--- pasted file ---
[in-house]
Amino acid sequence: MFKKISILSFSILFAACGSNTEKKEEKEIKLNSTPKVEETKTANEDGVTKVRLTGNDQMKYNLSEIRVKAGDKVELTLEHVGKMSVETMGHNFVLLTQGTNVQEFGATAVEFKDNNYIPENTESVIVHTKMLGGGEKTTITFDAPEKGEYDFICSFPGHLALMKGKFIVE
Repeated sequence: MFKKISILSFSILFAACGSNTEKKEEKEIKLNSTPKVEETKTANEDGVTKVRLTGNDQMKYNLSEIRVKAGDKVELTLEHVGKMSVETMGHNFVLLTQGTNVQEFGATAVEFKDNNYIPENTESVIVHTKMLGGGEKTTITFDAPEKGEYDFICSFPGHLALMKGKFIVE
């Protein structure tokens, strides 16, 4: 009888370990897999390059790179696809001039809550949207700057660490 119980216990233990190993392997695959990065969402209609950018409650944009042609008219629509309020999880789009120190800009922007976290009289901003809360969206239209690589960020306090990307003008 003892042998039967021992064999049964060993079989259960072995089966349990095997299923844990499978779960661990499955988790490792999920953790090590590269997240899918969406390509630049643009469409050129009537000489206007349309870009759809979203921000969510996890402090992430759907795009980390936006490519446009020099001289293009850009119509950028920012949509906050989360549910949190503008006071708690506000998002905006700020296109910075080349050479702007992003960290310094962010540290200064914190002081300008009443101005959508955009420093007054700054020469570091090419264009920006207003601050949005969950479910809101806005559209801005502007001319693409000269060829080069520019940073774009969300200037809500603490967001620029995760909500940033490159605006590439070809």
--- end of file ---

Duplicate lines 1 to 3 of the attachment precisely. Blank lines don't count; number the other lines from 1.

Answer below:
[in-house]
Amino acid sequence: MFKKISILSFSILFAACGSNTEKKEEKEIKLNSTPKVEETKTANEDGVTKVRLTGNDQMKYNLSEIRVKAGDKVELTLEHVGKMSVETMGHNFVLLTQGTNVQEFGATAVEFKDNNYIPENTESVIVHTKMLGGGEKTTITFDAPEKGEYDFICSFPGHLALMKGKFIVE
Repeated sequence: MFKKISILSFSILFAACGSNTEKKEEKEIKLNSTPKVEETKTANEDGVTKVRLTGNDQMKYNLSEIRVKAGDKVELTLEHVGKMSVETMGHNFVLLTQGTNVQEFGATAVEFKDNNYIPENTESVIVHTKMLGGGEKTTITFDAPEKGEYDFICSFPGHLALMKGKFIVE